‘Footloose’ at Rockville Musical Theatre

Let’s hear it for the Rockville Musical Theatre’s production of Footloose! This bold and bodacious, high-kicking, foot-stomping extravaganza features a dedicated cast of volunteer performers who exhibit the kind of polish that you would expect from a professional theatre company. With music by Tom Snow, lyrics by Dean Pitchford, and book by Pitchford and Walter Bobbie, this 1998 Tony-nominated Broadway musical was adapted from the 1984 film of the same name.

The story opens with teenager Ren McCormack (Derek Tatum) dancing up a storm in his favorite club in Chicago. However, his father has abandoned the family and created a financial hardship. So, the next day, Ren and his mother Ethel (Zoe Alexandratos) move to the fictitious rural town of Bomont—which appears to be the official definition of “the middle of nowhere”—to stay with Ren’s aunt and uncle.

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Not surprisingly, Ren has trouble fitting in with his new surroundings. In particular, Ren loves to dance but the town of Bomont has an ordinance that prohibits dancing.  The law was implemented by the stern, conservative minister and powerful member of the Town Council, Reverend Shaw Moore (Paul Loebach), after a terrible auto accident involving four kids who were coming home from a dance. Moore preaches against the evils of rock and roll music and its “endless chant of pornography,” not realizing that his own daughter, Ariel (Sirena Dib) is having a meaningless physical relationship with Chuck Cranston (Cody Gilliam), a low-class jerk who is prone to violence.`

And, it’s not just the minister, but also the school principal, the coach, the rest of the Town Council, and most of the husbands, who treat the young people in the town with suspicion and callousness and their own wives with dismissiveness. Ethel and the minister’s wife Vi (Lee Michele Rosenthal) are resigned to it, but Ren decides to take more assertive action and Act One ends with his idea to hold a town dance—in defiance of the unfair and oppressive law.

Director and Choreographer Laurie Newton skillfully brings together a brilliant cast with professionalism and panache. Footloose is all about the dancing, and Newton practically creates a perpetual motion machine of lively dance numbers.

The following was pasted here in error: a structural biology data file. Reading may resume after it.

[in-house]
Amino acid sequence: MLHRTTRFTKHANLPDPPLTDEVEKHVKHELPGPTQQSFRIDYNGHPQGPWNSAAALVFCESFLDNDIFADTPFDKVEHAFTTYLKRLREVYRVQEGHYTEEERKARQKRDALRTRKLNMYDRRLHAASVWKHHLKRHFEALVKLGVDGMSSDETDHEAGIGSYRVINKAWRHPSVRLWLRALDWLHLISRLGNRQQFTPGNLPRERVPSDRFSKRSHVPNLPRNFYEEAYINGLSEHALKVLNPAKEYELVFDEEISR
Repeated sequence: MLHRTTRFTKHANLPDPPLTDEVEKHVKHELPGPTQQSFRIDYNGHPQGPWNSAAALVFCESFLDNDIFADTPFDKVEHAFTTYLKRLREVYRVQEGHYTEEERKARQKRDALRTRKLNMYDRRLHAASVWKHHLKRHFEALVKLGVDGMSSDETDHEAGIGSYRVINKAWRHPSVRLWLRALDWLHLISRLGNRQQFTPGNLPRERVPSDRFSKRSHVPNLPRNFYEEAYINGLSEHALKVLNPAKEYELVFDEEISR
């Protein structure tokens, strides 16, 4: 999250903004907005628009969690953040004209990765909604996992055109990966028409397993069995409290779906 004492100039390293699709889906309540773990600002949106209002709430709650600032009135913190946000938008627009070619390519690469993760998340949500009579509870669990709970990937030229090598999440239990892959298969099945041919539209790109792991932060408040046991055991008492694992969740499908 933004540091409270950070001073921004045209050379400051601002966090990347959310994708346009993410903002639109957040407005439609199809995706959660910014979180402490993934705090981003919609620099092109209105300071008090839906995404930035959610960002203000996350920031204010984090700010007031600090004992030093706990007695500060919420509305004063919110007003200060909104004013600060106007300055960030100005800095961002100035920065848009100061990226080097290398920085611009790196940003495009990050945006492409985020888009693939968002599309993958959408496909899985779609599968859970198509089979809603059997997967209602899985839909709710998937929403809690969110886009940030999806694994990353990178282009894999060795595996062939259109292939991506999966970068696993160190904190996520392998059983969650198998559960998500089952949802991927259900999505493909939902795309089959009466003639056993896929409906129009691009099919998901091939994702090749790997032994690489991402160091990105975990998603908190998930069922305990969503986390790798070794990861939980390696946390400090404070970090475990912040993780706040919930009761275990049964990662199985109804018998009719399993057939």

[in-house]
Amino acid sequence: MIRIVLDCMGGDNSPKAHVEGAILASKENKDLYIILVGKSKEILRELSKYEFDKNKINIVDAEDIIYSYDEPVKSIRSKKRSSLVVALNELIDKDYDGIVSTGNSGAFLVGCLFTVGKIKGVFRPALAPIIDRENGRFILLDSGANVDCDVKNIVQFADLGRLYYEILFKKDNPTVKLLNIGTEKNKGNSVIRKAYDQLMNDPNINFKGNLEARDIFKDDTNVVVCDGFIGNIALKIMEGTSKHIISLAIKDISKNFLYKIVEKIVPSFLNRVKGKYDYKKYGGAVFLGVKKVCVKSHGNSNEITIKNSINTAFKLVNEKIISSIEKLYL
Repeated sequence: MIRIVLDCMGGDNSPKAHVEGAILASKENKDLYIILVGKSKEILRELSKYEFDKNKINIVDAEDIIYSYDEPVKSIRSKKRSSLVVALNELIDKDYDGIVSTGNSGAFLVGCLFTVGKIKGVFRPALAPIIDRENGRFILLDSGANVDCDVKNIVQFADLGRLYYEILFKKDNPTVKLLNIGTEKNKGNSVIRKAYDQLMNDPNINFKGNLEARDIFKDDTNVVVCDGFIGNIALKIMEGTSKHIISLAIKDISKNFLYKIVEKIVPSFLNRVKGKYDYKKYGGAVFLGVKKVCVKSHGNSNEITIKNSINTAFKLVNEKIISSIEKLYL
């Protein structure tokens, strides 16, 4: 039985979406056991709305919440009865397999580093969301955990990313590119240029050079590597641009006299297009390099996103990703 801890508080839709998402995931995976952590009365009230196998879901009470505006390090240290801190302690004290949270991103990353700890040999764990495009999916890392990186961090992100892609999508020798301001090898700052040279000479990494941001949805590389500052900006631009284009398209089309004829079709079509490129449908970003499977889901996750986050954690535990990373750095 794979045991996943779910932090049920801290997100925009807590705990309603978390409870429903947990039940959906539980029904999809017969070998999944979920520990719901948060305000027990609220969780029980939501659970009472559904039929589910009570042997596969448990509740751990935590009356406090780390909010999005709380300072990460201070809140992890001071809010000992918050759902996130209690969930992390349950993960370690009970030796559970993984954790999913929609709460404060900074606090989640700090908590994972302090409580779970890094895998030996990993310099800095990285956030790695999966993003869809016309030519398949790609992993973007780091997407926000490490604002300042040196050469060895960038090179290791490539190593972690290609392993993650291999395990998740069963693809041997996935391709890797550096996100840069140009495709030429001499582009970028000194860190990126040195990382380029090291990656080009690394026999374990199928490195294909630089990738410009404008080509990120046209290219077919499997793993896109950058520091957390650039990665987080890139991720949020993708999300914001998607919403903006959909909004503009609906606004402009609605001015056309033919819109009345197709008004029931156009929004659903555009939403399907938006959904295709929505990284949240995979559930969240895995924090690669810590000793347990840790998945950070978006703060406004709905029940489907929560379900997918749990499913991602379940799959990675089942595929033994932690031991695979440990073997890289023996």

Of course, the lead role of Ren McCormack calls for extraordinary dancing ability, and the ultra-talented Derek Tatum fills the bill.  His moves are powerful and energetic and his acrobatic dancing is amazing!

As Ariel, Serena Dib is strong and defiant as she sings “Holding Out for a Hero,” but sweet and lovely as she and Tatum perform the transcendent love song, “Almost Paradise”.

As Reverend Moore, Paul Loebach sings with a rich, strong, baritone voice as he croons “Any Sunday” and “Heaven Help Me.” He also delivers a powerful sermon with the just the right amount of fire and brimstone. As his wife Vi, Lee Michele Rosenthal is a beautiful mezzo soprano who turns in a bravura performance. Loebach and Rosenthal are tender and loving as they take turns with the romantic ballad, “Can You Find It in Your Heart?”

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Ariel’s friend Rusty, delightfully portrayed by the irrepressible Robin Samek, falls in love with the shy and awkward Willard Hewitt, played for laughs by the multi-talented Tyler Adams. Samek shines as she belts out the popular rock hit, “Let’s Hear It For the Boy,” wonderfully assisted by Janice Sierra as Wendy Jo and Megan Evans as Urleen. Adams is simultaneously ridiculous and sublime in the novelty number, “Mama Says,” along with his excellent back-up group of Matthew Rosenthal as Jeter, Drew Brody as Bickle, and Jaylin Connor as Garvin.

Throughout the show, the harmonies were nothing short of spectacular. At one point, Ethel, Vi, and Ariel are in three different locations as together they sing, “Learning to Be Silent” in perfect harmony. The haunting and soulful number, “Somebody’s Eyes” is reprised several times by Rusty, Wendy Jo, and Urleen with rich and dreamy harmony.

Kudos to skillful and polished Musical Director Michelle Bruno who leads a thoroughly competent, yet appropriately unobtrusive, 7-piece pit orchestra in a challenging score. The group effortlessly transitions from rock and roll to country-western to romantic ballads and back again.

The versatile and creative Cody Gilliam not only sings and dances but does double duty as Set Designer and Costume Designer. The sets truly paint a picture of rural small town life with such pieces as an actual, full-size Volkswagen Beetle and an authentic gasoline pump. The Moore’s modest kitchen exhibits precise attention to detail and the church set is simple and beautiful. Gilliam’s costumes are colorful and varied, running the gamut from denim overalls to gorgeous gowns to choir robes to disco dresses.

As we could have predicted, the production number of “Footloose” brought the house down. We were dancing in our seats as the dancers on stage nearly took flight. There were turns and flips and lifts and kicks and pops and locks and dips–all performed with confidence and ease.

With its splendid mixture of beautiful ballads, hard-driving rock and roll, joyous dance numbers, and superb performances, Rockville Musical Theatre’s production of Footloose provides an exciting and fun theatre experience with a few sentimental moments along the way. So, kick off your Sunday shoes, and everybody cut Footloose!

Running Time: Approximately 2 hours and 20 minutes, with one 15-minute intermission.

Footloose plays through November 14, 2015 at Rockville Musical Theatre, performing at F. Scott Fitzgerald Theatre – 603 Edmonston Drive, in Rockville, MD. For tickets, call the Box Office at (240) 314-8690, or purchase them online.

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